Inflation is not a general rise in prices as such but an increase in the supply of money, which in turns sets increases’ in the prices of goods and services. The charts below show that global central banks are printing money recklessly.
As a result, more money is needed to chase fewer goods, with silver as being one of those goods and fact is when there is more available money, the price of silver will continue to “inflate,” just like any other hard assets.
Why not Gold?
Both silver and gold are monetary metals but gold is only good for two basic uses; money and jewelry, whereas silver, is an industrial metal which is used by hundreds of industries.
Silver is widely use for jewelry, medical applications, batteries, photography, solar energy cells, electronics, water purification and etc..
While many people would choose to invest in gold, it does not have that investment asset and industrial material dual role unique to silver that makes silver a better investment opportunity.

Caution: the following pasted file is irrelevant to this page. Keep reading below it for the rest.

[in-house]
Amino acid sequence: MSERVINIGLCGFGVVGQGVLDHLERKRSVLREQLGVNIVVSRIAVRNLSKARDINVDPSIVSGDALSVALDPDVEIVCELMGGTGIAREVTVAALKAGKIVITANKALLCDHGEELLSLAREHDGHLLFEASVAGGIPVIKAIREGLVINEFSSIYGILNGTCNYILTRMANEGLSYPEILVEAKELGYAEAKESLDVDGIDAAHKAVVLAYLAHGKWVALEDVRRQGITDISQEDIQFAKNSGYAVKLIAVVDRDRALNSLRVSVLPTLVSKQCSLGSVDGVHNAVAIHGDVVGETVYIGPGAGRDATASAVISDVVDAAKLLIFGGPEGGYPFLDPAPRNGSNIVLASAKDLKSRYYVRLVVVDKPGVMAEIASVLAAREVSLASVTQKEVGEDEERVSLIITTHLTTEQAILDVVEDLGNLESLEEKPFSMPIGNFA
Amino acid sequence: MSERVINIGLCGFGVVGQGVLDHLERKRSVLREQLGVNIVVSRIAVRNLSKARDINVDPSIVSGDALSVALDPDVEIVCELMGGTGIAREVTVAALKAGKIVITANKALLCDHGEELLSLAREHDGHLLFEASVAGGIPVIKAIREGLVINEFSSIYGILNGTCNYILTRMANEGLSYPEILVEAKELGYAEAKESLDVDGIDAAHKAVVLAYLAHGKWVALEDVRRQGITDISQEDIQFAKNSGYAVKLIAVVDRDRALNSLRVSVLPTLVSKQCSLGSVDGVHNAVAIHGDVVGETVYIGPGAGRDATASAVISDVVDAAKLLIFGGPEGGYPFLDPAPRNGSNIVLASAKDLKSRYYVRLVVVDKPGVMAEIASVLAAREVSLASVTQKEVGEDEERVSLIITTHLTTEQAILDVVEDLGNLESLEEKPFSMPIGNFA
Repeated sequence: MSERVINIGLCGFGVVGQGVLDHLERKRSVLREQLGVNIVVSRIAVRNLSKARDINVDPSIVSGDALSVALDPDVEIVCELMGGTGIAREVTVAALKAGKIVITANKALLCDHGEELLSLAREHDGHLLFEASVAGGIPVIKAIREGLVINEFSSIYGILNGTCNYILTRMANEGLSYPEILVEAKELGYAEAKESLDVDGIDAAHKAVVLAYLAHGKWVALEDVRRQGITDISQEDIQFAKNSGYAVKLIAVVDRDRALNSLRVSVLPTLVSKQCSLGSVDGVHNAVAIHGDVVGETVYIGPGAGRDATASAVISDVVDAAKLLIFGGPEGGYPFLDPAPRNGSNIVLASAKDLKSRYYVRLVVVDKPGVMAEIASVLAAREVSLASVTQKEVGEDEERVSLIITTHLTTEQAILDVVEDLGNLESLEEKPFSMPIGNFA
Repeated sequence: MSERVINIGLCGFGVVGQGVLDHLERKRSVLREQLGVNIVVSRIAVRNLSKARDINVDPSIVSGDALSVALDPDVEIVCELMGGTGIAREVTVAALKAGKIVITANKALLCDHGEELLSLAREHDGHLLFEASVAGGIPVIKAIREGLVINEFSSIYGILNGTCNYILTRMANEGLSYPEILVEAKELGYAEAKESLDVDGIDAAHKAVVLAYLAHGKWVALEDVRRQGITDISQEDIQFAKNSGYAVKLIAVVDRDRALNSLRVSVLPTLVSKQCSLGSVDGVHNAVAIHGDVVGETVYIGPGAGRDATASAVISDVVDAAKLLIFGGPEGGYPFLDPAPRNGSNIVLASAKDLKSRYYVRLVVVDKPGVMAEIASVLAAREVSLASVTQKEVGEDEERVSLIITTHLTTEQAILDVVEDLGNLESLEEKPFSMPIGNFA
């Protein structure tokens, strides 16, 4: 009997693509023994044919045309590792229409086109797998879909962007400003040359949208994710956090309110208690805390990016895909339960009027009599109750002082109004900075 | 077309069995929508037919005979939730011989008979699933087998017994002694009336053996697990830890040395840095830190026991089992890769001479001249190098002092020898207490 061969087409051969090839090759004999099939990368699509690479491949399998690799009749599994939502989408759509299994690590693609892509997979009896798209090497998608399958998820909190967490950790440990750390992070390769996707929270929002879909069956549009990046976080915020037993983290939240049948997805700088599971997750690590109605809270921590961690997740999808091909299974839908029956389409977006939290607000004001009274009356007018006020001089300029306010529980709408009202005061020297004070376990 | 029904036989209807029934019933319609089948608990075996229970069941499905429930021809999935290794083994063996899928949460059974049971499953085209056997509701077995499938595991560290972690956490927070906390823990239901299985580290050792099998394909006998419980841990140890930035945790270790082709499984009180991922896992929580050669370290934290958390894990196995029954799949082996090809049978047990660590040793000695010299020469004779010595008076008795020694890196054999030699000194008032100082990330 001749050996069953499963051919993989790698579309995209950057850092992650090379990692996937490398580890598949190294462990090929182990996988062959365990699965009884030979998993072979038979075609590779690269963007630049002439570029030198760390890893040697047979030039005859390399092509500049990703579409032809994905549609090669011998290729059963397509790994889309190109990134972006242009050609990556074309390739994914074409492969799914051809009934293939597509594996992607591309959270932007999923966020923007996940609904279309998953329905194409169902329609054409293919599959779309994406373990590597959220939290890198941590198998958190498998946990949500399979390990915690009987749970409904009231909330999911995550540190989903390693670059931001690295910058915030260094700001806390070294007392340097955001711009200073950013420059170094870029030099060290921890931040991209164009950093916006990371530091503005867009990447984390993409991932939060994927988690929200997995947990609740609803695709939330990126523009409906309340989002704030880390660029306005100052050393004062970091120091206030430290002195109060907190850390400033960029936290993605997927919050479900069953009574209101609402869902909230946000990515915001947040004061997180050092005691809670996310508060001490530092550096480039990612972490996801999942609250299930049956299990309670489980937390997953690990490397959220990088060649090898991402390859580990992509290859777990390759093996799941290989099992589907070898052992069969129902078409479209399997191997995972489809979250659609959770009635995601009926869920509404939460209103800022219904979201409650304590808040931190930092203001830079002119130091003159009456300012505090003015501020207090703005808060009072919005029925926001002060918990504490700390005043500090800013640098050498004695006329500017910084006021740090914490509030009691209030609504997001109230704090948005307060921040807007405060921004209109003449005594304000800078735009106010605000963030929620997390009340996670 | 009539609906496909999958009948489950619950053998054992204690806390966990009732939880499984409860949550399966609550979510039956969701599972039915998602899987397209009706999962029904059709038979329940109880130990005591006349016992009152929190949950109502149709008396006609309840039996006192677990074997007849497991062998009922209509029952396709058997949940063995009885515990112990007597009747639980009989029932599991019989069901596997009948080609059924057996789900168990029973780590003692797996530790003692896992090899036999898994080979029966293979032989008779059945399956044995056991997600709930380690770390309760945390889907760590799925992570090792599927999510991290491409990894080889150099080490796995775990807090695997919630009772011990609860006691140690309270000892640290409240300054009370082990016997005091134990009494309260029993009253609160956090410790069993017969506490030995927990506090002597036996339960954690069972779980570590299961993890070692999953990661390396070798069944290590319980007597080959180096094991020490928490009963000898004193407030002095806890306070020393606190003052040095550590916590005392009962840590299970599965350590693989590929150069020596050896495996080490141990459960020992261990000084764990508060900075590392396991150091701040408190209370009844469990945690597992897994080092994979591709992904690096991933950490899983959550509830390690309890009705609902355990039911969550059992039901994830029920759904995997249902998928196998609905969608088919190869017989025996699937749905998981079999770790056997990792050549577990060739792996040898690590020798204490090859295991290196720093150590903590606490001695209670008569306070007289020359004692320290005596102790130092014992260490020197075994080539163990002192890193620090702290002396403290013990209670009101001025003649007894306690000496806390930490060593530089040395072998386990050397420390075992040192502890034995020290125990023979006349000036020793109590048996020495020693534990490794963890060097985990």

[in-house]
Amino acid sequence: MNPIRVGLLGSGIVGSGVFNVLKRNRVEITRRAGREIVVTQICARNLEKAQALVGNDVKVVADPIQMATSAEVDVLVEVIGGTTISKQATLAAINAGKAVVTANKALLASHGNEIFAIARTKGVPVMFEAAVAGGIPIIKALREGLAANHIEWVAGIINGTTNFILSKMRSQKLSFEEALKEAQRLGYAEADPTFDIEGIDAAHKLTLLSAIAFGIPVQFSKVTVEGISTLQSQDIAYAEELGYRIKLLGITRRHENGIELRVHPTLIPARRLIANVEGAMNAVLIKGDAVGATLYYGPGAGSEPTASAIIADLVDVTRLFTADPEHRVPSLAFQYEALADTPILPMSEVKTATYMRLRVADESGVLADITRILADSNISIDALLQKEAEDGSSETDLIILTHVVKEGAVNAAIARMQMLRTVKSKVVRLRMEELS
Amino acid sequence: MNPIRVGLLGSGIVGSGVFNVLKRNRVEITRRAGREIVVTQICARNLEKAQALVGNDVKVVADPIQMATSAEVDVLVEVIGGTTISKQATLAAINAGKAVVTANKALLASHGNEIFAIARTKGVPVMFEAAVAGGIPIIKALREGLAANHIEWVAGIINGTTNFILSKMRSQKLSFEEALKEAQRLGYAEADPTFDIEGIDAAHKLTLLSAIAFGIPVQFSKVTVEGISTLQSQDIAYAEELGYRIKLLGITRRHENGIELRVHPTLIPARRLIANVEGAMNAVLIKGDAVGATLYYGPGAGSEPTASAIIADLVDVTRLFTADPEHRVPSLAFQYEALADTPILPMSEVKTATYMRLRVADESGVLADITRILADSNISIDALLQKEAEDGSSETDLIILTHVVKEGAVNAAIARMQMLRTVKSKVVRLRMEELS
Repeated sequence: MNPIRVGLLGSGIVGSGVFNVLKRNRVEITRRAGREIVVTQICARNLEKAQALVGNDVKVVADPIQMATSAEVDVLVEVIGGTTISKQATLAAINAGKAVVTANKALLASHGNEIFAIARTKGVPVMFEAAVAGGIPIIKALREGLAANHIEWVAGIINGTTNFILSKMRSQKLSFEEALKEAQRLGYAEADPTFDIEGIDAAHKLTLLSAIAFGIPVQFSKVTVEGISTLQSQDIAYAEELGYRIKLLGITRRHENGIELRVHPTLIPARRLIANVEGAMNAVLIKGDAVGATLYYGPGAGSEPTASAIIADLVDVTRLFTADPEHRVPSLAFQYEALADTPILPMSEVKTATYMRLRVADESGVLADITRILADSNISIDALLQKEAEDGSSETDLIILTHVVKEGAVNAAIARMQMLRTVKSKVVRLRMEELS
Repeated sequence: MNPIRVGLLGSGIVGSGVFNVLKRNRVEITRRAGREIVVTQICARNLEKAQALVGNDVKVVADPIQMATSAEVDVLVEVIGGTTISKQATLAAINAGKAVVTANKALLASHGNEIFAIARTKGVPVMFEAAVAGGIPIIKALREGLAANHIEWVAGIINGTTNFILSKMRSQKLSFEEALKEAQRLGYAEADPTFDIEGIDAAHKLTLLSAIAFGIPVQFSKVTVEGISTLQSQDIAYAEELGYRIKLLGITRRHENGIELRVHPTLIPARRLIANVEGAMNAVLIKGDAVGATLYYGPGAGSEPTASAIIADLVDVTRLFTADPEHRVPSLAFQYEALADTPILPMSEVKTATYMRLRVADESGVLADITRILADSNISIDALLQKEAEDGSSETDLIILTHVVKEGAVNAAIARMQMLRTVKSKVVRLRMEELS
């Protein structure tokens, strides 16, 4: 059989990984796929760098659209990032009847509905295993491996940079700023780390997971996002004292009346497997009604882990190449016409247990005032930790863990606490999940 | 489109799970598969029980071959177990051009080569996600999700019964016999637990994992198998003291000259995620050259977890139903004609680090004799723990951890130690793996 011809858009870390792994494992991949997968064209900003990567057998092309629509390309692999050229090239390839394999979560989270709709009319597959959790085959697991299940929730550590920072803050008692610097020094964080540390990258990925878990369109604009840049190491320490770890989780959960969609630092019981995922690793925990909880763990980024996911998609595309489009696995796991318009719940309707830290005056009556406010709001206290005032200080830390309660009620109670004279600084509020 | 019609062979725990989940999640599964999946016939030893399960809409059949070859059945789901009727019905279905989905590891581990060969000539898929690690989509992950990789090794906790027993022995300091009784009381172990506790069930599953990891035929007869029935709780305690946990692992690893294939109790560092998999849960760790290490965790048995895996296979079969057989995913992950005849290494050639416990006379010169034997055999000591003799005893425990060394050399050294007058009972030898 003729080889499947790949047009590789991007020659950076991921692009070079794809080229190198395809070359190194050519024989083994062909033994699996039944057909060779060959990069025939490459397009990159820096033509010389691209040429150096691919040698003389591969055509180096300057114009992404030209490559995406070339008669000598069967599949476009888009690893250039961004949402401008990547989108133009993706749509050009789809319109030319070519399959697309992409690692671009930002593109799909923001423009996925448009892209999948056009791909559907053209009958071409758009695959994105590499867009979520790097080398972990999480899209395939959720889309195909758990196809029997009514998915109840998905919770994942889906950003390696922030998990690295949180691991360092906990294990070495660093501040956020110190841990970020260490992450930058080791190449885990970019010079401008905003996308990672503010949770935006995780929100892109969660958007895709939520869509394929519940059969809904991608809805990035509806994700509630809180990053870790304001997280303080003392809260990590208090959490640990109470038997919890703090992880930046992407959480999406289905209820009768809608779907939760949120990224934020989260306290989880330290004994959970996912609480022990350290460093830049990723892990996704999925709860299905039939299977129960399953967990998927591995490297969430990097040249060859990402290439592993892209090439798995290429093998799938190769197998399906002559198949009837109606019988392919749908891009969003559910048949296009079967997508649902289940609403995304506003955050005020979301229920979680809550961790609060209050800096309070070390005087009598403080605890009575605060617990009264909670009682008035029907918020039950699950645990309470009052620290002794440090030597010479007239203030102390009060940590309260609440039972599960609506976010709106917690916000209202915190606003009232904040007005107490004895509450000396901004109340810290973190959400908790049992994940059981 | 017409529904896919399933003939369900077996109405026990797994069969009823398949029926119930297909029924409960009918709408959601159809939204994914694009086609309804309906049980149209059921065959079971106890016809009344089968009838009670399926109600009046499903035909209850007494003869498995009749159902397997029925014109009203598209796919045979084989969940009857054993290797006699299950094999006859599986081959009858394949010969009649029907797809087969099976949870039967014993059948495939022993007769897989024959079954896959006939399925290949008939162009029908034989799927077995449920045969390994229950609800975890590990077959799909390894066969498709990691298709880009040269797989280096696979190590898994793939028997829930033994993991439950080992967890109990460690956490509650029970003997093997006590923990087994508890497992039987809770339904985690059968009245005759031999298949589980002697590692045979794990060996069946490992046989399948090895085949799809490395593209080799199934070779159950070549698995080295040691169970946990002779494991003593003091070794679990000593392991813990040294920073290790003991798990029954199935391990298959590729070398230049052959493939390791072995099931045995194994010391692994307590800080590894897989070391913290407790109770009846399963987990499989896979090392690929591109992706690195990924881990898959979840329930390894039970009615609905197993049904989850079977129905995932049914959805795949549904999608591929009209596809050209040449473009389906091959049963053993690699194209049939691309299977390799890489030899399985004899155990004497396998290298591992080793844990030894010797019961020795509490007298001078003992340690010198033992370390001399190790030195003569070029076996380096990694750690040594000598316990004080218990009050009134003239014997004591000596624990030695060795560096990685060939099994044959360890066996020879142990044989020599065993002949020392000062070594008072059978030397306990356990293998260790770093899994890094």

In 2010, industrial production of silver increase to 18% due to rising demand from the technology sector. Since silver is often consumed in most industrial applications, and it is not monetarily feasible to recycle silver, hence the total world above-ground silver bullion currently in existence is estimated to be less than 1 billion ounces compared to 10 billion ounces in 1940.
For the first time in history, of the available quantities that investors can buy, silver is in fact rarer than gold.
What happens when you have an enormously useful material with a high demand and a strictly limited supply?
Gold to Silver Ratio
China Silver Demand
China has gone from a net exporter of 100 million ounces of silver to a net importer of 150 million ounces of silver within the last 10 years. This essentially means that 250 million of silver is no longer sufficient to provide to the market on an annual basis.
The sudden demand in silver is due to the Chinese government encouraging their citizens the ownership of silver is an antidote to a devaluing U.S. dollar.
With the continuing demand from the China market, massive implications could arise on the supply of silver when considering that there are 1.3 billion people in China rapidly becoming more interested in buying physical bullion, which in turn will increase the price.
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